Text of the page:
“[Unemployment assistance] keeps the families afloat, circulates through the economy, supports local businesses, and helps them find a job that actually meets their skills and capacities and their family budget as opposed to pushing them into the next job that may pay only half of what their previous job did,” says Bailey,

Although HB 4 was a legislative priority for the Kentucky Chamber, Shanks says her membership is attuned to the challenges facing business owners and workers in Appalachian communities and how they could benefit from investments in infrastructure, broadband internet, and child care services.

“We’re going to be looking at eastern Kentucky and the region and what we can be doing policy-wise, what we can be doing with our programs to support re-employment in that region and to support economic development,” says Shanks.

The Fate of Local Control

This session included several efforts by lawmakers to both give more control to local decision-makers and to keep some control firmly in Frankfort.

For example, the final version of Senate Bill 1 gives school superintendents authority over principal hiring, yet also includes a list of 24 historic American documents and speeches that students would be required to learn. In other bills, lawmakers required schools to have armed safety officers, include public comment periods at school board meetings, and ban transgender athletes from playing girls’ sports.

Louisville Democrats also decried how SB 1 singles out the Jefferson County Board of Education by setting limits on how often it can meet. Crigler says it’s only natural for lawmakers to take interest in the state’s largest school district given the problems it has faced over the years.

“There’s administrative issues certainly, there’s inequalities in how education is being carried out there, and there’s a lot disparities,” says Crigler. “I think the legislature is doing the right thing in taking a second look and maybe taking a little more of a hands-on approach.”

As a former school administrator, Brooks acknowledges that there are issues in the Jefferson County schools that have been ignored for decades. But he says the lawmakers should focus on current conditions under JCPS Superintendent Marty Pollio, not historical ones. Brooks says SB1 and other legislative actions have left him wondering if the GOP still embraces the philosophy of local control as thoroughly as it once did.

“Is that still a north star, or have [Republicans] become the big government party where Frankfort knows best?” says Brooks.

Beyond the education arena, some Jefferson County lawmakers have decried what they see as a larger legislative “war on Louisville.” They point to House Bill 314 which would allow residents of unincorporated areas of Jefferson County to vote to create a new city outside of Metro Louisville.

Bailey says that’s an effort to dismantle the merger of Louisville and Jefferson County governments that residents there approved in 2002.

“It’s our strongest economic engine and if we affect the way that it’s able to operate… it will trickle down to potentially harm the entire state,” says Bailey.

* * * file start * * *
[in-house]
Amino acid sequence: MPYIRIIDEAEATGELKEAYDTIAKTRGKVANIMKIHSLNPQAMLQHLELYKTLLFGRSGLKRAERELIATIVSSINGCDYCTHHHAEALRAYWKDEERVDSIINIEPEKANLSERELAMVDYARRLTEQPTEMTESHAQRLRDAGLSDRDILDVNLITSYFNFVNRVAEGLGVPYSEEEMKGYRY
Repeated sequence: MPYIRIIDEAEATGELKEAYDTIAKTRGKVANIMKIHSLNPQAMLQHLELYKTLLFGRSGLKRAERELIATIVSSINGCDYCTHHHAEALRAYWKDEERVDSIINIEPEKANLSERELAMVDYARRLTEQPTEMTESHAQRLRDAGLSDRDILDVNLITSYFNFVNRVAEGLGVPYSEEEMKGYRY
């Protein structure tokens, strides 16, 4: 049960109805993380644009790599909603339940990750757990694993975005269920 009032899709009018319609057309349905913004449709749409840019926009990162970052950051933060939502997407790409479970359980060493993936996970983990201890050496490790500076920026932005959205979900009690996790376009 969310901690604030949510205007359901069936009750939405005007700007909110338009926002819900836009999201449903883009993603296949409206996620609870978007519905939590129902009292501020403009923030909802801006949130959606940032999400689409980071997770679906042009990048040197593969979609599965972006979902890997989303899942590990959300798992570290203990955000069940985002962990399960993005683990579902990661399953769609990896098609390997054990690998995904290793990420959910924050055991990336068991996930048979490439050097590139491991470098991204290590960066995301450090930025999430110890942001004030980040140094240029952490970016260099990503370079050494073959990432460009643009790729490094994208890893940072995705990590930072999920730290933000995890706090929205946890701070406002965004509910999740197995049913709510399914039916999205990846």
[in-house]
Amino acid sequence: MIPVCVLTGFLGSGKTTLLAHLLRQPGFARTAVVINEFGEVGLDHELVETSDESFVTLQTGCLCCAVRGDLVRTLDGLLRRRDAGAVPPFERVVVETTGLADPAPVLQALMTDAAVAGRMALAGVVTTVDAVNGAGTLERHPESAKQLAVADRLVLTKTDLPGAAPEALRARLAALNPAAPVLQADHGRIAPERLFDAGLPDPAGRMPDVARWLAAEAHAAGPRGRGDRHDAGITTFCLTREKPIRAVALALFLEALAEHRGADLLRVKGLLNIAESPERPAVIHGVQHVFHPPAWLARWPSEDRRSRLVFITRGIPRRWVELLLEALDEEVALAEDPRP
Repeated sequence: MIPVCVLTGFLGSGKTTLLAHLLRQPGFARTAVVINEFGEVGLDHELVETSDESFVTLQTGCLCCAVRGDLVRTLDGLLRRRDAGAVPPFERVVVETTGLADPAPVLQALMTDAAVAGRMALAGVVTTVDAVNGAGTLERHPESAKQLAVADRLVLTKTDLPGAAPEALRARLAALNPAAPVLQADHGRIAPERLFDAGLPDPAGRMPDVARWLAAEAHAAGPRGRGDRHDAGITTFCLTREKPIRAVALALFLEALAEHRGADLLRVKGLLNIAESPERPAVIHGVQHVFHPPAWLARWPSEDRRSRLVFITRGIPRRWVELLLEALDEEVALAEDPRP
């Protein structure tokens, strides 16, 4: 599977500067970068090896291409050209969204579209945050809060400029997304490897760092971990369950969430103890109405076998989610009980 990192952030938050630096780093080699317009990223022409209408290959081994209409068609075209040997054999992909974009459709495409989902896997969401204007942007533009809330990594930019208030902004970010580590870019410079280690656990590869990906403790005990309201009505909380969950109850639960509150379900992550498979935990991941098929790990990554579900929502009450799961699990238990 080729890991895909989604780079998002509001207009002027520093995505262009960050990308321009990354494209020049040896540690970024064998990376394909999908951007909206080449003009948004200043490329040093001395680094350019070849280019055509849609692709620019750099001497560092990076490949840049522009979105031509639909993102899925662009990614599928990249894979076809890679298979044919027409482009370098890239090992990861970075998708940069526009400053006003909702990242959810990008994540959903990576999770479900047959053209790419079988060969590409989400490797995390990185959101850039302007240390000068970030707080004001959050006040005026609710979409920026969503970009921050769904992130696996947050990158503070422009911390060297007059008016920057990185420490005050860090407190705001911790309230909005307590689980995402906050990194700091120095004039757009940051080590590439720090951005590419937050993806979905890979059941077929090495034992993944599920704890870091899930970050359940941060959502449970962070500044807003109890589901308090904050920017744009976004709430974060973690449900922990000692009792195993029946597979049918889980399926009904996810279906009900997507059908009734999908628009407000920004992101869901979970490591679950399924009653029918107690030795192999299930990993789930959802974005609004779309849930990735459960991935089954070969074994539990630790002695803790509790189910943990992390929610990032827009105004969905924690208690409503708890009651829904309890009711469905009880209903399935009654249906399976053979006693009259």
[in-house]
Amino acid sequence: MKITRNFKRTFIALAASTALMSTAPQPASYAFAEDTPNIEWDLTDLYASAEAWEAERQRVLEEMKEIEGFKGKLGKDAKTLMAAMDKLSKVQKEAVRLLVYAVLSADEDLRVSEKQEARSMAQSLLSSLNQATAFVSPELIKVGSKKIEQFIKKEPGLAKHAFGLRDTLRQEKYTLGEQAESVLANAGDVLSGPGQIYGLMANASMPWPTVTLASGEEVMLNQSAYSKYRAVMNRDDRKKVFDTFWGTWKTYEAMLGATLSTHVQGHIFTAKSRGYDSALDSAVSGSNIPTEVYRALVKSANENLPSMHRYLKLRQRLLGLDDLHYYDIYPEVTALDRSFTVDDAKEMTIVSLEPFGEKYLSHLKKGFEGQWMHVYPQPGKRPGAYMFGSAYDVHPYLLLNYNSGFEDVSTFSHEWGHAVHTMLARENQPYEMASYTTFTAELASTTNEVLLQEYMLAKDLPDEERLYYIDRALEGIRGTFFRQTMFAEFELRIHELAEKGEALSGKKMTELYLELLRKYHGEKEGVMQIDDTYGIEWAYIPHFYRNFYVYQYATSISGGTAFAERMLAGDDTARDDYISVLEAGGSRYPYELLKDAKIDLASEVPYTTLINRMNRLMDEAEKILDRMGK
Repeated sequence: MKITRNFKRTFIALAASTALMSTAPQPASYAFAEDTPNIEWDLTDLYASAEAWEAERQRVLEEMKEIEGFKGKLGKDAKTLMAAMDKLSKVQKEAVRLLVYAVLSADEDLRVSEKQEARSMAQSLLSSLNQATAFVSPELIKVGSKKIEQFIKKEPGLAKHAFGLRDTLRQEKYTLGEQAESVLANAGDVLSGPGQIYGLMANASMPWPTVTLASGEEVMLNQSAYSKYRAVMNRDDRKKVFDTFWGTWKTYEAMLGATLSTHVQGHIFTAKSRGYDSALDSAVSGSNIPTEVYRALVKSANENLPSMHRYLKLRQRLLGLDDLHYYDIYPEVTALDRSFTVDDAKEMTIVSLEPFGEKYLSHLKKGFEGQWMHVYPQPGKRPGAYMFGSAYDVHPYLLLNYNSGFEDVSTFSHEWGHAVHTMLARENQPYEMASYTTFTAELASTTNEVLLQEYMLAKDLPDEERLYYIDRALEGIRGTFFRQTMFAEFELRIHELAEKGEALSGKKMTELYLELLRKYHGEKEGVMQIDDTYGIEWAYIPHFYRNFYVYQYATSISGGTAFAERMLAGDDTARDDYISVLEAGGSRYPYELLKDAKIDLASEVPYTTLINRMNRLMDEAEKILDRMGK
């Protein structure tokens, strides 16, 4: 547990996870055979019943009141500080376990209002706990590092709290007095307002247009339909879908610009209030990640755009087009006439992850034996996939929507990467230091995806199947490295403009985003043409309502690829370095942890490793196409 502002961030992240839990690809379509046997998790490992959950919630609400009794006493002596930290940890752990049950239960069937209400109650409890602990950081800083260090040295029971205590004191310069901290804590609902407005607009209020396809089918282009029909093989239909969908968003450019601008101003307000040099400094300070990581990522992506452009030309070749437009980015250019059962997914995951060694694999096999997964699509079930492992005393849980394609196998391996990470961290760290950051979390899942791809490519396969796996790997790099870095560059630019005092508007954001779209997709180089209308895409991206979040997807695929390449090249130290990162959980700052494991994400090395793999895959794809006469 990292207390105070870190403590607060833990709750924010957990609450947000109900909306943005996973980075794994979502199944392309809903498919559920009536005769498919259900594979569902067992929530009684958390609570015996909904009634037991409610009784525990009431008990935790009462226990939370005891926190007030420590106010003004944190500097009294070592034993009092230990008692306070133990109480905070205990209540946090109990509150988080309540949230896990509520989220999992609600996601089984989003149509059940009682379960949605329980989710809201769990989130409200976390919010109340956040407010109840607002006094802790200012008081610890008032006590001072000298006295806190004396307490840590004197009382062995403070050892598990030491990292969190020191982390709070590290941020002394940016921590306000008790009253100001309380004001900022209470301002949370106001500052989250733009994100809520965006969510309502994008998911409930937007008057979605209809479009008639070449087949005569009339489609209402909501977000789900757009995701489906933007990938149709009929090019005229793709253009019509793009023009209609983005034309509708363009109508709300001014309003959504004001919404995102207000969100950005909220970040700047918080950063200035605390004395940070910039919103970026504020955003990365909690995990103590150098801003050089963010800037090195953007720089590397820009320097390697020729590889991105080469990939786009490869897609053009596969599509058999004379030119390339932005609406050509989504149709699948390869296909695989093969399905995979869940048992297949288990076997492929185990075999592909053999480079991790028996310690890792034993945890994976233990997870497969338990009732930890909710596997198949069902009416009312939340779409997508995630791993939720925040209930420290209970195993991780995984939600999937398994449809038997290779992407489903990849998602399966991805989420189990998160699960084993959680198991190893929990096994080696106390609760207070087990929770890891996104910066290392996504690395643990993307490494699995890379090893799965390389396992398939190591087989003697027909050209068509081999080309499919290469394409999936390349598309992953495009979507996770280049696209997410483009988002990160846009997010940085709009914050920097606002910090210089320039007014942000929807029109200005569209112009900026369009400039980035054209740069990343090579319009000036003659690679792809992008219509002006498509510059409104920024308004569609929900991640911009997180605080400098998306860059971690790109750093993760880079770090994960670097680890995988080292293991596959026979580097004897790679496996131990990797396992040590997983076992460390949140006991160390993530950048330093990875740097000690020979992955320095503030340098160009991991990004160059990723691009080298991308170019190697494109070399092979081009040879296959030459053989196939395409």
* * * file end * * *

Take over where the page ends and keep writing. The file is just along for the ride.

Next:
Work Left Unfinished

The fate of bills on sports wagering, unregulated “gray” slot games, and medical marijuana remain uncertain in the closing days of the session. Shanks says Chamber members are also watching bills on addiction treatment and giving certain convicted felons access to KEES scholarships. She applauds lawmakers for passing a plan to gradually lower the state income tax to zero and she’s looking for even more tax changes in the future.

“There will be more conversations about tax reform,” says Shanks. “There’s some business taxes we’d like to look at, the limited liability entity tax.”

Brooks says he’s curious to know what happened to efforts to address racial inequity in the commonwealth. He says he was encouraged by meetings of the new Commission on Race and Access to Opportunity chaired by Sen. David Givens (R-Greensburg) and Rep. Samara Heavrin (R-Greensburg). But he says those conversations during the interim last year resulted in no legislation this year.

“The Commission on Race needs to be praised,” says Brooks. “My question is what happened to their good work? What happened to their great recommendations?”

Sponsored by:

You give every Kentuckian the opportunity to explore new ideas and new worlds through KET.

Host Doug Flynn stands outside smiling in a red shirt. A "Check Schedule" button is to the right.Host Doug Flynn stands outside smiling in a red shirt with his hands clasped. A "Check Schedule" button is to the right.

Program Details

Kentucky Tonight

About Kentucky Tonight

Kentucky Tonight, hosted by Renee Shaw, is an hour-long, weekly public affairs discussion program broadcasted live on Monday evenings. Discussions focus on issues confronting Kentuckians.

TV Schedules

Jump to Recent Airdates

Upcoming

Kentucky Tonight

  • Monday July 11, 2022 8:00 pm ET on KET
  • Monday July 11, 2022 7:00 pm CT on KET
  • Tuesday July 12, 2022 6:00 am ET on KETKY
  • Tuesday July 12, 2022 5:00 am CT on KETKY